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Trump Caribbean bloc condemns US President's 'repulsive' language

The 15-nation Caribbean Community on Saturday condemned US President Donald Trump's use of "repulsive language" to reportedly describe Haiti and African nations.

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US President Donald Trump speaks at a meeting in the White House in Washington, DC, on January 11, 2018 play

US President Donald Trump speaks at a meeting in the White House in Washington, DC, on January 11, 2018

(AFP)

The 15-nation Caribbean Community on Saturday condemned US President Donald Trump's use of "repulsive language" to reportedly describe Haiti and African nations.

CARICOM "is deeply disturbed by reports about the use of derogatory and repulsive language by the President of the United States in respect of our member state, Haiti, and other developing countries," the bloc's Guyana-based headquarters said in a statement.

"CARICOM condemns in the strongest terms, the unenlightened views reportedly expressed."

At a White House meeting with Trump on Thursday, lawmakers raised the issue of protections for immigrants from African nations, Haiti and El Salvador.

Trump then reportedly demanded to know why the US should accept immigrants from "shithole countries" rather than -- for instance -- wealthy and overwhelmingly white Norway.

Democratic Senator Dick Durbin, who was present at the meeting, said Trump specifically asked, "Do we need more Haitians?" before launching into a diatribe about African immigration.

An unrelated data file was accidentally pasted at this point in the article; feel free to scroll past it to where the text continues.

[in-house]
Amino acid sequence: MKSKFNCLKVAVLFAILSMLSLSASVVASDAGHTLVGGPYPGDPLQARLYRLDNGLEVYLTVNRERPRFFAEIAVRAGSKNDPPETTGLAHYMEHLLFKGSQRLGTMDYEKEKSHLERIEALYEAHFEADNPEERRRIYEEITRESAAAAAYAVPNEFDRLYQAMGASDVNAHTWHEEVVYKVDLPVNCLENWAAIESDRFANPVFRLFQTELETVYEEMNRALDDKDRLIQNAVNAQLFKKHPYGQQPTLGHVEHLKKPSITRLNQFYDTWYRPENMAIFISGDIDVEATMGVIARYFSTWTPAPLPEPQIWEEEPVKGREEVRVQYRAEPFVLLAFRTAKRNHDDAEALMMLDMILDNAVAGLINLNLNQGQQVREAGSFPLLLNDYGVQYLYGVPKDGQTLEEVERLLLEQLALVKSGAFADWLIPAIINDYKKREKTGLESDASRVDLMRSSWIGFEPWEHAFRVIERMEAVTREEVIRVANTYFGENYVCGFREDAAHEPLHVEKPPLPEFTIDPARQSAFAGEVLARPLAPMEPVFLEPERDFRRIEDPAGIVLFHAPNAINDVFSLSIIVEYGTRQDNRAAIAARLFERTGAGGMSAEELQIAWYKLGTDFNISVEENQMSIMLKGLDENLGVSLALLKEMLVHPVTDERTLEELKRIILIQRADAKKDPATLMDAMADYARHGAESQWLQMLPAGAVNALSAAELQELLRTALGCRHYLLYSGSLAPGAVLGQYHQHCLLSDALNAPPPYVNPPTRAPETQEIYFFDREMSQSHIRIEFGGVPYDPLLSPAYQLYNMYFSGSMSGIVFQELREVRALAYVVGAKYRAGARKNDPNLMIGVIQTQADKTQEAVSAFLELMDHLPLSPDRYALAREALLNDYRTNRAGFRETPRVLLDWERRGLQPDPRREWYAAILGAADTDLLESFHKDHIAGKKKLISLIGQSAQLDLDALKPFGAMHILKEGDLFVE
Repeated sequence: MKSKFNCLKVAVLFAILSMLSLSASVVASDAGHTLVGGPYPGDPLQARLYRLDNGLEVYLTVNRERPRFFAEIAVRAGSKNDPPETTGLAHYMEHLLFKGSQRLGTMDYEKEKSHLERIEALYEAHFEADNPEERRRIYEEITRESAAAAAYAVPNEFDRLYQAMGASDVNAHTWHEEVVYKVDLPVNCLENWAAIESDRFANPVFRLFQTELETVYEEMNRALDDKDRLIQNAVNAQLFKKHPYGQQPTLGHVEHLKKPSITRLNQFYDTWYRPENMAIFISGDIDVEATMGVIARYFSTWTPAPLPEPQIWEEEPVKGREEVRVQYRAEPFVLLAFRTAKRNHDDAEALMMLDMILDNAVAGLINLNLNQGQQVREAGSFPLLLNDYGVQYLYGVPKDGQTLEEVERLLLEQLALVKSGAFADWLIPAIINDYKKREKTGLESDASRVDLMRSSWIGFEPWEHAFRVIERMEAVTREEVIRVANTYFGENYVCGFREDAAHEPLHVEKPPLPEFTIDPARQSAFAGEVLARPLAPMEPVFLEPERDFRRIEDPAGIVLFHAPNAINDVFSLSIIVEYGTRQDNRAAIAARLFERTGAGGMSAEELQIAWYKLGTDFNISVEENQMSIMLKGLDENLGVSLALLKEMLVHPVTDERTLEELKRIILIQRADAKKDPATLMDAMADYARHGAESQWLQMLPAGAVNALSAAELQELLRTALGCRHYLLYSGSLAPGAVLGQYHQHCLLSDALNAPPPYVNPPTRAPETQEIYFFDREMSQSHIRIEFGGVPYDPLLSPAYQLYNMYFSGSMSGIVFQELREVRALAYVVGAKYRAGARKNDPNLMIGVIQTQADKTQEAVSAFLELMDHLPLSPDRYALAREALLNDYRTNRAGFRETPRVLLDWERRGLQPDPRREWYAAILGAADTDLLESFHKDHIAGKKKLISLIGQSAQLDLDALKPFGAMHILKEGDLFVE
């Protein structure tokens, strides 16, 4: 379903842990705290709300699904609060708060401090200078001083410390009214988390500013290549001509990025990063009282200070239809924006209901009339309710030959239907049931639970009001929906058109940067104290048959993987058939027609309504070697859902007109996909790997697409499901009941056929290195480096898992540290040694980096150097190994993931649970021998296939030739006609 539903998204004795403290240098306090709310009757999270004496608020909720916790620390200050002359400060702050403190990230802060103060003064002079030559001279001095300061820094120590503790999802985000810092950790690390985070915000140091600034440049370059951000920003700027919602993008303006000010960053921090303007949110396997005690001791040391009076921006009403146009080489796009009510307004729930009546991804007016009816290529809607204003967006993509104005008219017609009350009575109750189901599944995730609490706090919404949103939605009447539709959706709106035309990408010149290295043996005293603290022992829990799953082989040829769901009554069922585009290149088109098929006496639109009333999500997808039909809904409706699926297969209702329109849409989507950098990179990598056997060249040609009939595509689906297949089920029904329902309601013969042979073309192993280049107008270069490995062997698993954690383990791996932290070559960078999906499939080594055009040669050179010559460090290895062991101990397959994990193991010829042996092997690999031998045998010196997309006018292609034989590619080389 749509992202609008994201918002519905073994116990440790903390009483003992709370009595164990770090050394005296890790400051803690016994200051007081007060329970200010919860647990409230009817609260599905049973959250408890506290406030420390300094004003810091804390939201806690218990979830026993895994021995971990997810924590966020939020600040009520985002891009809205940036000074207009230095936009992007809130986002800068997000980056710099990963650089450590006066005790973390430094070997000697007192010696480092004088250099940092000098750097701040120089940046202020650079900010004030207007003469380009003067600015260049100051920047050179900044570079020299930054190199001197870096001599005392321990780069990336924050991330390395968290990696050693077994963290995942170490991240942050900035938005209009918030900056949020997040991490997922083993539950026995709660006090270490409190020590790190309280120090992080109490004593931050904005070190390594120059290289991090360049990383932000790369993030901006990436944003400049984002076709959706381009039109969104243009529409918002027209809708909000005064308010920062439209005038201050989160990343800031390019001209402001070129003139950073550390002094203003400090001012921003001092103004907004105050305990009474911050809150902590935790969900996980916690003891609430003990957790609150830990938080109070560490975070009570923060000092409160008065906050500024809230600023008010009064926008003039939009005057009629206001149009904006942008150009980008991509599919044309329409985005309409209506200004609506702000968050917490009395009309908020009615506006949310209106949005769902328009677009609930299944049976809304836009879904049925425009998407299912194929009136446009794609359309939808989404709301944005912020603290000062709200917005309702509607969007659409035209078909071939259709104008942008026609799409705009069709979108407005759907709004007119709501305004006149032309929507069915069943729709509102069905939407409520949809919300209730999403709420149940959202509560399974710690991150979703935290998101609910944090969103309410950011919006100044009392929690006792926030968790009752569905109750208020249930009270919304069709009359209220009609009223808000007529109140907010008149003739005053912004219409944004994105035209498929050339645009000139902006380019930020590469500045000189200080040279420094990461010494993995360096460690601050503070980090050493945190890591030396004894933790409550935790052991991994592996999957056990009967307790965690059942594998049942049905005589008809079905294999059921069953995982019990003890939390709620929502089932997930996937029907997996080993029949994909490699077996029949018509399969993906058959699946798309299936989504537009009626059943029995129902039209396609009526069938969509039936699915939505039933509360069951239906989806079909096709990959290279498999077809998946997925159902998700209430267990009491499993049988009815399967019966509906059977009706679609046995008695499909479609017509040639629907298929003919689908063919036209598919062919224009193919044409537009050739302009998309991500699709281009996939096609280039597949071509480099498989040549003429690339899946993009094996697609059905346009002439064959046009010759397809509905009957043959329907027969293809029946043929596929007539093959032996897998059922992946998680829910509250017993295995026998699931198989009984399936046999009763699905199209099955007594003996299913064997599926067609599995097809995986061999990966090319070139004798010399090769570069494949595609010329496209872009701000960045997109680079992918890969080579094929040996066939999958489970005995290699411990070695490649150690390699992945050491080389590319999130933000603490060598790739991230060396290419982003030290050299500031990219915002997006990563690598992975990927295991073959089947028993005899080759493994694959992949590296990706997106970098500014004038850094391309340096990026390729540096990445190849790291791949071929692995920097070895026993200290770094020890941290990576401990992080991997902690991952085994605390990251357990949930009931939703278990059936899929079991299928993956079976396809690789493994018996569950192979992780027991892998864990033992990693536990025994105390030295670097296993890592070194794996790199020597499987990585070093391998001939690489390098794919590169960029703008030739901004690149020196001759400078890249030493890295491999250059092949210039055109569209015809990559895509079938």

As his remarks sparked a global firestorm, the president on Friday denied he ever said "anything derogatory" about the people of Haiti, whose government called Trump's reported remarks racist.

CARICOM expressed full support for the Haitian government's reaction "to this highly offensive reference," said the bloc which includes former British, Dutch and French colonies.

"It should be recalled that Haiti is the second democracy in the Western hemisphere after the United States and that Haitians continue to contribute significantly in many spheres to the global community and particularly to the United States of America," CARICOM said.

The bloc "therefore views this insult to the character of the countries named and their citizens as totally unacceptable."

The majority of Caribbean citizens are descendants of African slaves, while the ancestors of many others were indentured laborers from India.

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